The Sad End to the Life of Cleveland’s Slugger Luke Easter

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Easter usually played the game with a scowl on his face, though it wasn’t because he was cross. He just concentrated a lot when he was on the diamond. Easter was physically impressive: 6’4 and close to 250 pounds. He looked like a defensive end instead of a baseball player. He was a hulking, left-handed power hitter and a bit of an enigma. Few people knew where he was from or when he was born, and ultimately when Easter met his maker in a violent manner, he still clung to his secrets.

Luscious Luke Easter was born in Mississippi, somewhere between one of the S’s and I’s, or near Jonestown, most likely. He told people he was born in the 1920s when that suited him, or in 1914 or even 1913, when that was to his advantage. We have good evidence that Luke attended the same high school in Missouri as Quincy Trouppe, a future star catcher in the negro leagues. Trouppe was born in 1913, but no one knows if he was the same age as Easter, or a few years older.

In the mid-1930s, Easter’s name began to appear on rosters of various teams in professional baseball. Originally, he was a center fielder, but his large frame wasn’t made for chasing fly balls, so he was moved to first base.

More than once, Easter tempted the grim reaper. In 1939, he was on a train that derailed in Indiana, a disaster that claimed five lives. A few years later Luke was a passenger in an automobile driven by teammate Sam Jethroe. The car went off the road and into a group of trees. Another passenger was seriously injured, but Luke escaped with a broken ankle. That fractured bone kept him out of combat in World War II, when he served in the U.S. Army as a chemical plant worker stateside.

Luke was a card player and a drinker. He liked to hang out with the boys, and he took to the nomadic lifestyle of a professional ballplayer, enjoying the cross-country train rides, hotel meals, and nightlife in strange cities. He was a skirt chaser and he often arrived at the ballpark late and more than a little hungover.

But his lifestyle didn’t stop Luke from battering the baseball. In 1948 he led the Negro National League in home runs, slugging, and OPS. He played in both of the league’s All-Star Games that season, and reportedly smacked a baseball more than 500 feet at Yankee Stadium.

Paychecks were vital to Luke Easter’s pursuit of gin and ladies, so he usually played baseball 11 months out of the year, joining Cuban or Mexican teams in the winter. One season he hit .400 in Cuba, and another he won the triple crown and MVP in Puerto Rico. After his MLB career, Easter continued to play in the minor leagues in the U.S., and in Latin America. He appeared in his final professional game at the (apparent) age of 48.

Bill Veeck signed Easter away from the Homestead Grays, and in 1949 Easter hit 25 home runs and drove in 92 runs in only 80 games for the San Diego Padres, the Indians top farm club. Luke was clearly capable of being a star in the (mostly) white major leagues. In his first three full seasons with Veeck’s Indians, Easter was the best first baseman in the American League. He averaged 29 home runs and 102 RBI. In 1952 he finished 13th in AL Most Valuable Player Award voting.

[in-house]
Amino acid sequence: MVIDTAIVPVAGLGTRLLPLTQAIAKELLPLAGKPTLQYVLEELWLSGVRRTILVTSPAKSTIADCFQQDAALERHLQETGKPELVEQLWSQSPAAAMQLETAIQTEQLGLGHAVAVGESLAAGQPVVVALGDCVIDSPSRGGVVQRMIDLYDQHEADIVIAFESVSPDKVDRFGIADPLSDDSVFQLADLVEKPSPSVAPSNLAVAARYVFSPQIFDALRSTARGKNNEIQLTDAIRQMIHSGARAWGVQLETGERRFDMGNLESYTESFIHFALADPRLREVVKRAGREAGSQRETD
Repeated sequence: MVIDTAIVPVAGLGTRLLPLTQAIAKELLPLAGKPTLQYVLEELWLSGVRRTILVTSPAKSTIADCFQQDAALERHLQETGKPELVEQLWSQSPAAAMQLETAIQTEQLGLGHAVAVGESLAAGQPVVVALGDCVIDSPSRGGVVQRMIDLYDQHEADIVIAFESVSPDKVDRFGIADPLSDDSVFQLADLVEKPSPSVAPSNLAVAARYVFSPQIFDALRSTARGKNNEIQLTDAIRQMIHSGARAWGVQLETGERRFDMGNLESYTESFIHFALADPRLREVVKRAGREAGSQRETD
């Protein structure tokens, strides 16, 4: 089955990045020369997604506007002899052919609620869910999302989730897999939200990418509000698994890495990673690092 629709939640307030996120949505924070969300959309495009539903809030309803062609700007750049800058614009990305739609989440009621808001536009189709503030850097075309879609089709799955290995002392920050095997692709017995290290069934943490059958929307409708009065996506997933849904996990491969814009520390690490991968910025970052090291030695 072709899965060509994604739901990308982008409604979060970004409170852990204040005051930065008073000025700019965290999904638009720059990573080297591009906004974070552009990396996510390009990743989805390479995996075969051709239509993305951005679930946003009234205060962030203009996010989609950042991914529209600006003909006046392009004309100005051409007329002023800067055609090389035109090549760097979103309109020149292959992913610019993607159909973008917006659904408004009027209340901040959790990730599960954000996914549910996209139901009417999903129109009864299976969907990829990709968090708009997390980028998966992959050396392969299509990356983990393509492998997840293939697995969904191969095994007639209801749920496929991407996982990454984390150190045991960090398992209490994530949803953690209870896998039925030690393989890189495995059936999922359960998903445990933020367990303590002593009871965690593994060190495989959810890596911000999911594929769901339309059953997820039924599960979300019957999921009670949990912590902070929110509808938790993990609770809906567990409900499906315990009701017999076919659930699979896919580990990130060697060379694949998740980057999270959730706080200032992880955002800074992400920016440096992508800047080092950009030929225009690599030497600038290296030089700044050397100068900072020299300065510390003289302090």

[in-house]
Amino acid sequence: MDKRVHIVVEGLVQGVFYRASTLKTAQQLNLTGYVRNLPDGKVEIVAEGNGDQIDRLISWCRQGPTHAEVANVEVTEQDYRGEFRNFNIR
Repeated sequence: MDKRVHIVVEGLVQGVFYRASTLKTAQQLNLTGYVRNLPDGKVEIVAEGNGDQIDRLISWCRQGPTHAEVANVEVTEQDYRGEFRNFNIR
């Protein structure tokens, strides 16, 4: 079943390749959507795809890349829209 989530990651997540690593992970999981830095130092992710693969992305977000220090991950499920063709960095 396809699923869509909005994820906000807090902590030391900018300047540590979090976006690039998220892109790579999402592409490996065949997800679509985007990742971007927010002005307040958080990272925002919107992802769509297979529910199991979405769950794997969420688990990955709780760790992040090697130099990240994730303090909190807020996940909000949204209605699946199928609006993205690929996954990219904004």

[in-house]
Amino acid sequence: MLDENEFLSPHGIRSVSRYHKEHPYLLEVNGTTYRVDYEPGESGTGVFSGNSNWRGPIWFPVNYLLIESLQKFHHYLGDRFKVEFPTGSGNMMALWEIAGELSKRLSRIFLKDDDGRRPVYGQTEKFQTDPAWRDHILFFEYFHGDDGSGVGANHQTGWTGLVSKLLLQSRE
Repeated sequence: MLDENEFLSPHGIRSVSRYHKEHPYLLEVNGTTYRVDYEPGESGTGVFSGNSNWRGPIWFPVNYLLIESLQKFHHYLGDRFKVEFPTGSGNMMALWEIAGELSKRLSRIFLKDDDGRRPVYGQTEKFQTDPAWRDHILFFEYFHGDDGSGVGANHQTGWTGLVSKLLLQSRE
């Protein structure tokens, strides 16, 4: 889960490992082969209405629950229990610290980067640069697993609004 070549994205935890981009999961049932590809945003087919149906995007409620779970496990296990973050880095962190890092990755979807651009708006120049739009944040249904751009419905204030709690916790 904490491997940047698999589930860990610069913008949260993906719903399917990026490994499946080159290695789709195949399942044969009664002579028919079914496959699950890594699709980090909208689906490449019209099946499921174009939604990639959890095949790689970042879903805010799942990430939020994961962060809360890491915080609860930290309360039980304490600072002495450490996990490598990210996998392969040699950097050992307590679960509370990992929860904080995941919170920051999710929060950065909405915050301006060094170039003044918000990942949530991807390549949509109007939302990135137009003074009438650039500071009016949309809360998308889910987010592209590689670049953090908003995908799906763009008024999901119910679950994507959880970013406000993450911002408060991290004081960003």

Injuries to his feet and legs made Easter basically a stationary ballplayer, and if he was really in his late 30s by 1953, he was an old man by baseball standards. The Indians released him, but Luke played ten more seasons out of the spotlight. But his booming bat kept booming: he slugged 41 homers for Buffalo at Triple-A in 1957 when he was 41 years old(?); and the lumbering right-handed power hitter averaged 33 home runs per season from age 39 to 43. In all, “Luscious Luke” hit 234 homers at the Triple-A level in his career. Had there been a DH position at that time, Easter could have been productive in the majors into his 40s. When all the leagues are slapped together (the American League, negro leagues, minors, Cuban, Mexican, and Puerto Rican leagues), Easter likely hit close to 450 home runs.

When he no longer had the train trips and ballparks for comfort, and the camaraderie of teammates was gone, Easter spiraled into his alcoholism. He bounced from job to job, and settled in Cleveland, where he and his wife maintained a rocky relationship. Herarely talked about his baseball career, and refused to talk about his early days in Mississippi or his family. He was more interested in staring at the bottom of a bottle than talking.

In 1979, Easter was employed as a payroll guard when he was accosted by gunmen in a parking lot in downtown Cleveland. When he refused to give up the thousands of dollars he had in his possession, Easter was shot several times in the chest. He died on arrival at the hospital.

Did anyone remember Luke Easter? Thankfully, yes. More than 5,000 people viewed Easter’s casket at a public viewing in Cleveland. Fans paid their respects to one of the greatest power hitters to ever wear the Indians uniform. Former teammates Bob Lemon and Al Rosen served as pallbearers. No one knew how old he was, or even exactly where Luke Easter had been born, but on the day of his funeral, he was treated like a hero in his adopted city.

“Luke was a great-big, easy-going, devil-may-care, jolly, hail fellow, well-met kind of guy who took a ribbing and dished it out,” Rosen said.

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Dan Holmes

Dan Holmes

Dan Holmes is the author of three books about baseball, including Ty Cobb: A Biography. He previously worked for the National Baseball Hall of Fame, and Major League Baseball Advanced Media. He lives in Michigan where he writes, runs, and enjoys a good orange soda now and again.
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